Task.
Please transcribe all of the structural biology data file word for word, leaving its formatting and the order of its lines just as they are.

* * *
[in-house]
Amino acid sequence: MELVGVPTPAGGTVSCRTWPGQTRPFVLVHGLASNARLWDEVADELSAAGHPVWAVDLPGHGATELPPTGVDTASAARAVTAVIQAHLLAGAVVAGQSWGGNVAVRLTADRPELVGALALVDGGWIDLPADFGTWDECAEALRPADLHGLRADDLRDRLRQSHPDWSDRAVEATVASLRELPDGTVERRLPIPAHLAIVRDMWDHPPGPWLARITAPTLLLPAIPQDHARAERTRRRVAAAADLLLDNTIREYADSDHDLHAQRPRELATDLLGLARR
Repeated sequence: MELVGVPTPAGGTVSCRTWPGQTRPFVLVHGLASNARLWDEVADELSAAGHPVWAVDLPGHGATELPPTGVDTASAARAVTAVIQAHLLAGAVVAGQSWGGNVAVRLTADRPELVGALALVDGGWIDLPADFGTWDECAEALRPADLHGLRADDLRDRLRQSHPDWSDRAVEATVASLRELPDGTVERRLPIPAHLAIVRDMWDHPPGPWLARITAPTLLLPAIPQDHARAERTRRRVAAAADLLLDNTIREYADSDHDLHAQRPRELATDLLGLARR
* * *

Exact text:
[in-house]
Amino acid sequence: MELVGVPTPAGGTVSCRTWPGQTRPFVLVHGLASNARLWDEVADELSAAGHPVWAVDLPGHGATELPPTGVDTASAARAVTAVIQAHLLAGAVVAGQSWGGNVAVRLTADRPELVGALALVDGGWIDLPADFGTWDECAEALRPADLHGLRADDLRDRLRQSHPDWSDRAVEATVASLRELPDGTVERRLPIPAHLAIVRDMWDHPPGPWLARITAPTLLLPAIPQDHARAERTRRRVAAAADLLLDNTIREYADSDHDLHAQRPRELATDLLGLARR
Repeated sequence: MELVGVPTPAGGTVSCRTWPGQTRPFVLVHGLASNARLWDEVADELSAAGHPVWAVDLPGHGATELPPTGVDTASAARAVTAVIQAHLLAGAVVAGQSWGGNVAVRLTADRPELVGALALVDGGWIDLPADFGTWDECAEALRPADLHGLRADDLRDRLRQSHPDWSDRAVEATVASLRELPDGTVERRLPIPAHLAIVRDMWDHPPGPWLARITAPTLLLPAIPQDHARAERTRRRVAAAADLLLDNTIREYADSDHDLHAQRPRELATDLLGLARR